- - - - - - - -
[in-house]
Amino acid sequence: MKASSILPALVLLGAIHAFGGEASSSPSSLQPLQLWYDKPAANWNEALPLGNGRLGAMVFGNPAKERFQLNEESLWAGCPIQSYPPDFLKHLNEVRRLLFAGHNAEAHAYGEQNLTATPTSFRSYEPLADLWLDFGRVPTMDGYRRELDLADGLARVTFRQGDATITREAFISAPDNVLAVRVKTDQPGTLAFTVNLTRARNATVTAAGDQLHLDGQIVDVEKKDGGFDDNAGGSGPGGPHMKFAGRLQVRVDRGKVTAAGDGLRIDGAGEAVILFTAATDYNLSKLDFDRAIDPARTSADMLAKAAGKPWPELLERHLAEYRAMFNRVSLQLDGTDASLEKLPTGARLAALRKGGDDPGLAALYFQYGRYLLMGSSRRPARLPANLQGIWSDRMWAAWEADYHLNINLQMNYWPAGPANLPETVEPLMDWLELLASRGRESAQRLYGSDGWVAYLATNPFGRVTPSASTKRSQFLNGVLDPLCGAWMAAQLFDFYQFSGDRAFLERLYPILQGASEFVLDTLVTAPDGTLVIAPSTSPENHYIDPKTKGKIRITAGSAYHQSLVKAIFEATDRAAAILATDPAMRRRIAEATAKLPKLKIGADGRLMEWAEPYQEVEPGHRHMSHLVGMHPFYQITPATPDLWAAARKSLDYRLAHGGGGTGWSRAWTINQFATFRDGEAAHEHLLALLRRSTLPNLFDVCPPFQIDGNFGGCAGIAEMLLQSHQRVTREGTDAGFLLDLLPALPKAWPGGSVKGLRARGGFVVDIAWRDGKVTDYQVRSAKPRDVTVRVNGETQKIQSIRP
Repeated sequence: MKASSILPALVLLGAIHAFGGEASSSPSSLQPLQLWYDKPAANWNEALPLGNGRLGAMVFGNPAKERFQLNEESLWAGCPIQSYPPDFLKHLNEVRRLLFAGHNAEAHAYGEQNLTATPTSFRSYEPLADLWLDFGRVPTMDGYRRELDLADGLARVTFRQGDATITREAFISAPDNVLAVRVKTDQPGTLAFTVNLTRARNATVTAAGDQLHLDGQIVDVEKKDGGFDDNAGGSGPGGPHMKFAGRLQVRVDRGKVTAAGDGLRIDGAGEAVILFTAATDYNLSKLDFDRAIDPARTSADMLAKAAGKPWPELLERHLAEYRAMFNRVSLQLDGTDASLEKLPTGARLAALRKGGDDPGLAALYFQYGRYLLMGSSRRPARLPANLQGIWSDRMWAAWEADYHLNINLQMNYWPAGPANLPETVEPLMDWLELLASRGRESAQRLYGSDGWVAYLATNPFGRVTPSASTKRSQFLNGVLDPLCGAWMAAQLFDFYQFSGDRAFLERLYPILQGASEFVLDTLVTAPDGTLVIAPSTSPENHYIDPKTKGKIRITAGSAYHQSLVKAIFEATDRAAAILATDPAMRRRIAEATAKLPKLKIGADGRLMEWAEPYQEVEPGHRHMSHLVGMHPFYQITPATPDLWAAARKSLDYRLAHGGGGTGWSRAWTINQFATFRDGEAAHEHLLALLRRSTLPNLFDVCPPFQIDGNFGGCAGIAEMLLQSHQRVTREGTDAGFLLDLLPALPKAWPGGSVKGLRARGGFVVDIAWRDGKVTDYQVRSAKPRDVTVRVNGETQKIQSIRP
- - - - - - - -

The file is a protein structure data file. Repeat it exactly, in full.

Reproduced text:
[in-house]
Amino acid sequence: MKASSILPALVLLGAIHAFGGEASSSPSSLQPLQLWYDKPAANWNEALPLGNGRLGAMVFGNPAKERFQLNEESLWAGCPIQSYPPDFLKHLNEVRRLLFAGHNAEAHAYGEQNLTATPTSFRSYEPLADLWLDFGRVPTMDGYRRELDLADGLARVTFRQGDATITREAFISAPDNVLAVRVKTDQPGTLAFTVNLTRARNATVTAAGDQLHLDGQIVDVEKKDGGFDDNAGGSGPGGPHMKFAGRLQVRVDRGKVTAAGDGLRIDGAGEAVILFTAATDYNLSKLDFDRAIDPARTSADMLAKAAGKPWPELLERHLAEYRAMFNRVSLQLDGTDASLEKLPTGARLAALRKGGDDPGLAALYFQYGRYLLMGSSRRPARLPANLQGIWSDRMWAAWEADYHLNINLQMNYWPAGPANLPETVEPLMDWLELLASRGRESAQRLYGSDGWVAYLATNPFGRVTPSASTKRSQFLNGVLDPLCGAWMAAQLFDFYQFSGDRAFLERLYPILQGASEFVLDTLVTAPDGTLVIAPSTSPENHYIDPKTKGKIRITAGSAYHQSLVKAIFEATDRAAAILATDPAMRRRIAEATAKLPKLKIGADGRLMEWAEPYQEVEPGHRHMSHLVGMHPFYQITPATPDLWAAARKSLDYRLAHGGGGTGWSRAWTINQFATFRDGEAAHEHLLALLRRSTLPNLFDVCPPFQIDGNFGGCAGIAEMLLQSHQRVTREGTDAGFLLDLLPALPKAWPGGSVKGLRARGGFVVDIAWRDGKVTDYQVRSAKPRDVTVRVNGETQKIQSIRP
Repeated sequence: MKASSILPALVLLGAIHAFGGEASSSPSSLQPLQLWYDKPAANWNEALPLGNGRLGAMVFGNPAKERFQLNEESLWAGCPIQSYPPDFLKHLNEVRRLLFAGHNAEAHAYGEQNLTATPTSFRSYEPLADLWLDFGRVPTMDGYRRELDLADGLARVTFRQGDATITREAFISAPDNVLAVRVKTDQPGTLAFTVNLTRARNATVTAAGDQLHLDGQIVDVEKKDGGFDDNAGGSGPGGPHMKFAGRLQVRVDRGKVTAAGDGLRIDGAGEAVILFTAATDYNLSKLDFDRAIDPARTSADMLAKAAGKPWPELLERHLAEYRAMFNRVSLQLDGTDASLEKLPTGARLAALRKGGDDPGLAALYFQYGRYLLMGSSRRPARLPANLQGIWSDRMWAAWEADYHLNINLQMNYWPAGPANLPETVEPLMDWLELLASRGRESAQRLYGSDGWVAYLATNPFGRVTPSASTKRSQFLNGVLDPLCGAWMAAQLFDFYQFSGDRAFLERLYPILQGASEFVLDTLVTAPDGTLVIAPSTSPENHYIDPKTKGKIRITAGSAYHQSLVKAIFEATDRAAAILATDPAMRRRIAEATAKLPKLKIGADGRLMEWAEPYQEVEPGHRHMSHLVGMHPFYQITPATPDLWAAARKSLDYRLAHGGGGTGWSRAWTINQFATFRDGEAAHEHLLALLRRSTLPNLFDVCPPFQIDGNFGGCAGIAEMLLQSHQRVTREGTDAGFLLDLLPALPKAWPGGSVKGLRARGGFVVDIAWRDGKVTDYQVRSAKPRDVTVRVNGETQKIQSIRP